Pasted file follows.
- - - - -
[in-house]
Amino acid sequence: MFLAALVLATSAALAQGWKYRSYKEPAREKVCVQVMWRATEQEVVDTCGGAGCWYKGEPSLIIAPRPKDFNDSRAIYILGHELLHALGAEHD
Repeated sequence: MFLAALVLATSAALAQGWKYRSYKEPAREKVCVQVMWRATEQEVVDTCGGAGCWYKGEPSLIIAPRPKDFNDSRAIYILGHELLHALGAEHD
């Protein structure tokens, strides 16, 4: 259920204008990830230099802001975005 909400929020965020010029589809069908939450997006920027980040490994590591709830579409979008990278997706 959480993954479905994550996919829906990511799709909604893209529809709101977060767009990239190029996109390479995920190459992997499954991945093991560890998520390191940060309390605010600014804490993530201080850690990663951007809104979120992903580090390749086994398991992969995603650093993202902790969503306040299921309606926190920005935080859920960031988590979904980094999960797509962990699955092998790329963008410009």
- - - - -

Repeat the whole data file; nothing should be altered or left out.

[in-house]
Amino acid sequence: MFLAALVLATSAALAQGWKYRSYKEPAREKVCVQVMWRATEQEVVDTCGGAGCWYKGEPSLIIAPRPKDFNDSRAIYILGHELLHALGAEHD
Repeated sequence: MFLAALVLATSAALAQGWKYRSYKEPAREKVCVQVMWRATEQEVVDTCGGAGCWYKGEPSLIIAPRPKDFNDSRAIYILGHELLHALGAEHD
């Protein structure tokens, strides 16, 4: 259920204008990830230099802001975005 909400929020965020010029589809069908939450997006920027980040490994590591709830579409979008990278997706 959480993954479905994550996919829906990511799709909604893209529809709101977060767009990239190029996109390479995920190459992997499954991945093991560890998520390191940060309390605010600014804490993530201080850690990663951007809104979120992903580090390749086994398991992969995603650093993202902790969503306040299921309606926190920005935080859920960031988590979904980094999960797509962990699955092998790329963008410009």